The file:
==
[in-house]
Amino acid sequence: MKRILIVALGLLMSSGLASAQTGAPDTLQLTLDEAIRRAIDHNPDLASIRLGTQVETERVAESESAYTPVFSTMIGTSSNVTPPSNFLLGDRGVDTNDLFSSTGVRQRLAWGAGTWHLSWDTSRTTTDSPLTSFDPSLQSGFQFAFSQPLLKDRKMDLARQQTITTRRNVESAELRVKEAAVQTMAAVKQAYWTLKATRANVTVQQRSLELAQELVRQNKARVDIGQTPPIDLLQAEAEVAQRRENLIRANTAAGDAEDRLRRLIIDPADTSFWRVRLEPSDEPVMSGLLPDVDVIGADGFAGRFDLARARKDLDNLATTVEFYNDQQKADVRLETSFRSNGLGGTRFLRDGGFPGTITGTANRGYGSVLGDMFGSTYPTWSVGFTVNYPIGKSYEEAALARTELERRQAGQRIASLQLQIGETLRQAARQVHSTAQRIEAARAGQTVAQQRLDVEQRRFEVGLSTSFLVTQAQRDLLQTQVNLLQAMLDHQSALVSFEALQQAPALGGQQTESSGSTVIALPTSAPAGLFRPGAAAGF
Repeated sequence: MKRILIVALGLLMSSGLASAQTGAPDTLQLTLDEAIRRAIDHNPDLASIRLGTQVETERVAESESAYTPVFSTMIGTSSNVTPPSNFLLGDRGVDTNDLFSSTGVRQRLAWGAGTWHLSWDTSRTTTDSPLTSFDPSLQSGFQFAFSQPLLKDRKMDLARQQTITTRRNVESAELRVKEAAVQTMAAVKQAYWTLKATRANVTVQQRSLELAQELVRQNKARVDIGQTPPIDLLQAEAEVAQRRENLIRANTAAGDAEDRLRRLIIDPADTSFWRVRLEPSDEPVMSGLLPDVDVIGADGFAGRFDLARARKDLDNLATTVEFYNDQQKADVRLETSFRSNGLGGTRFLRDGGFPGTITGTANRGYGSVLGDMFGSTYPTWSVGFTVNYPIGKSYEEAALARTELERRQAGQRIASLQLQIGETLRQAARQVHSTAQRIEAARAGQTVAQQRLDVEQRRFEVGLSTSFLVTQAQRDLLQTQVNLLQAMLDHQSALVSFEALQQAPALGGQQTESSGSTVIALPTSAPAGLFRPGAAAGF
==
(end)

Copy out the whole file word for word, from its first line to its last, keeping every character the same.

[in-house]
Amino acid sequence: MKRILIVALGLLMSSGLASAQTGAPDTLQLTLDEAIRRAIDHNPDLASIRLGTQVETERVAESESAYTPVFSTMIGTSSNVTPPSNFLLGDRGVDTNDLFSSTGVRQRLAWGAGTWHLSWDTSRTTTDSPLTSFDPSLQSGFQFAFSQPLLKDRKMDLARQQTITTRRNVESAELRVKEAAVQTMAAVKQAYWTLKATRANVTVQQRSLELAQELVRQNKARVDIGQTPPIDLLQAEAEVAQRRENLIRANTAAGDAEDRLRRLIIDPADTSFWRVRLEPSDEPVMSGLLPDVDVIGADGFAGRFDLARARKDLDNLATTVEFYNDQQKADVRLETSFRSNGLGGTRFLRDGGFPGTITGTANRGYGSVLGDMFGSTYPTWSVGFTVNYPIGKSYEEAALARTELERRQAGQRIASLQLQIGETLRQAARQVHSTAQRIEAARAGQTVAQQRLDVEQRRFEVGLSTSFLVTQAQRDLLQTQVNLLQAMLDHQSALVSFEALQQAPALGGQQTESSGSTVIALPTSAPAGLFRPGAAAGF
Repeated sequence: MKRILIVALGLLMSSGLASAQTGAPDTLQLTLDEAIRRAIDHNPDLASIRLGTQVETERVAESESAYTPVFSTMIGTSSNVTPPSNFLLGDRGVDTNDLFSSTGVRQRLAWGAGTWHLSWDTSRTTTDSPLTSFDPSLQSGFQFAFSQPLLKDRKMDLARQQTITTRRNVESAELRVKEAAVQTMAAVKQAYWTLKATRANVTVQQRSLELAQELVRQNKARVDIGQTPPIDLLQAEAEVAQRRENLIRANTAAGDAEDRLRRLIIDPADTSFWRVRLEPSDEPVMSGLLPDVDVIGADGFAGRFDLARARKDLDNLATTVEFYNDQQKADVRLETSFRSNGLGGTRFLRDGGFPGTITGTANRGYGSVLGDMFGSTYPTWSVGFTVNYPIGKSYEEAALARTELERRQAGQRIASLQLQIGETLRQAARQVHSTAQRIEAARAGQTVAQQRLDVEQRRFEVGLSTSFLVTQAQRDLLQTQVNLLQAMLDHQSALVSFEALQQAPALGGQQTESSGSTVIALPTSAPAGLFRPGAAAGF